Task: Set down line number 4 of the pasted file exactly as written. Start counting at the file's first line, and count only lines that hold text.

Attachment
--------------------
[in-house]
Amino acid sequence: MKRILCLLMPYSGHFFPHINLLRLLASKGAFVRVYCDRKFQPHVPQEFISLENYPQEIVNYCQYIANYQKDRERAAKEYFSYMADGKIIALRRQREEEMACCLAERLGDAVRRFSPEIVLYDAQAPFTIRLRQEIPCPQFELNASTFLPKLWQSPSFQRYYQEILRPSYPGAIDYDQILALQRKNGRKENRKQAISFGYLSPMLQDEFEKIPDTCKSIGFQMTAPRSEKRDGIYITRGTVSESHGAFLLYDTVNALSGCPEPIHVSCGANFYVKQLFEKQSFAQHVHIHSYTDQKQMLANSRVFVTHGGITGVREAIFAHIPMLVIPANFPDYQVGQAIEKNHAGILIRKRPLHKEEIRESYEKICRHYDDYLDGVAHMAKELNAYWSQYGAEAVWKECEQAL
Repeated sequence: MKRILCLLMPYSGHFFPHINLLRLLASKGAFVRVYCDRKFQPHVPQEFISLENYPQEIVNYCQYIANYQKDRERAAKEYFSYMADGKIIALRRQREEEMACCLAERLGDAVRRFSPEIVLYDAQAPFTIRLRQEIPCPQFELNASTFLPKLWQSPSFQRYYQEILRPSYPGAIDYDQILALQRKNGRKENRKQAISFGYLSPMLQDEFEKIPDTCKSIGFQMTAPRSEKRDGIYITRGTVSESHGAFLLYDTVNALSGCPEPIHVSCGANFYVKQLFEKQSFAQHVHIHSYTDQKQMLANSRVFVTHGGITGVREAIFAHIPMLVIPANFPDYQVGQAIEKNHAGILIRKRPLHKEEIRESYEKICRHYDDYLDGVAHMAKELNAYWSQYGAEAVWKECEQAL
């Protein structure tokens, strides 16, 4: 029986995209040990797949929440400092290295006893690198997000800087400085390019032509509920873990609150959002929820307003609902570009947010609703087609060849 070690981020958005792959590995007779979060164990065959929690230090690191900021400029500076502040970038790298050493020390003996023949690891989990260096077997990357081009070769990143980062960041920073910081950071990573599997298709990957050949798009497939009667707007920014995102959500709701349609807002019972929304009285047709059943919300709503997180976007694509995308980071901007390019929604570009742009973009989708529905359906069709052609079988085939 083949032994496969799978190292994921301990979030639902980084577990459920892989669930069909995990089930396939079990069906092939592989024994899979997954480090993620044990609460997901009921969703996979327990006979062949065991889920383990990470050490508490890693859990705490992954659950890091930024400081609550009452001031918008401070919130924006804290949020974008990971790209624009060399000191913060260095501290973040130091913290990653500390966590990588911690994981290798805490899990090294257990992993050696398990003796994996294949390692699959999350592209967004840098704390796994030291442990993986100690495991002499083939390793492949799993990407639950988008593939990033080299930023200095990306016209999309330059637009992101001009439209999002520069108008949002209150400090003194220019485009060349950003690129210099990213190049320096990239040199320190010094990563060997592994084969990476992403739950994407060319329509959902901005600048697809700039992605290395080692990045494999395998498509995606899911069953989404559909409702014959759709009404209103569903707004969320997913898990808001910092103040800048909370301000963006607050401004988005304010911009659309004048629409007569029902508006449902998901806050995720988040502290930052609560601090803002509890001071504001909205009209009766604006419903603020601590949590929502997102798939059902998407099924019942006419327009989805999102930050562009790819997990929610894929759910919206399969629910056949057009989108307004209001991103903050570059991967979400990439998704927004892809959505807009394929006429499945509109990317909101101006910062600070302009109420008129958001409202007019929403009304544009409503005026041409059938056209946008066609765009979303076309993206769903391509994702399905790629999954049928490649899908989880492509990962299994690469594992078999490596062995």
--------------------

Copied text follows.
């Protein structure tokens, strides 16, 4: 029986995209040990797949929440400092290295006893690198997000800087400085390019032509509920873990609150959002929820307003609902570009947010609703087609060849 070690981020958005792959590995007779979060164990065959929690230090690191900021400029500076502040970038790298050493020390003996023949690891989990260096077997990357081009070769990143980062960041920073910081950071990573599997298709990957050949798009497939009667707007920014995102959500709701349609807002019972929304009285047709059943919300709503997180976007694509995308980071901007390019929604570009742009973009989708529905359906069709052609079988085939 083949032994496969799978190292994921301990979030639902980084577990459920892989669930069909995990089930396939079990069906092939592989024994899979997954480090993620044990609460997901009921969703996979327990006979062949065991889920383990990470050490508490890693859990705490992954659950890091930024400081609550009452001031918008401070919130924006804290949020974008990971790209624009060399000191913060260095501290973040130091913290990653500390966590990588911690994981290798805490899990090294257990992993050696398990003796994996294949390692699959999350592209967004840098704390796994030291442990993986100690495991002499083939390793492949799993990407639950988008593939990033080299930023200095990306016209999309330059637009992101001009439209999002520069108008949002209150400090003194220019485009060349950003690129210099990213190049320096990239040199320190010094990563060997592994084969990476992403739950994407060319329509959902901005600048697809700039992605290395080692990045494999395998498509995606899911069953989404559909409702014959759709009404209103569903707004969320997913898990808001910092103040800048909370301000963006607050401004988005304010911009659309004048629409007569029902508006449902998901806050995720988040502290930052609560601090803002509890001071504001909205009209009766604006419903603020601590949590929502997102798939059902998407099924019942006419327009989805999102930050562009790819997990929610894929759910919206399969629910056949057009989108307004209001991103903050570059991967979400990439998704927004892809959505807009394929006429499945509109990317909101101006910062600070302009109420008129958001409202007019929403009304544009409503005026041409059938056209946008066609765009979303076309993206769903391509994702399905790629999954049928490649899908989880492509990962299994690469594992078999490596062995």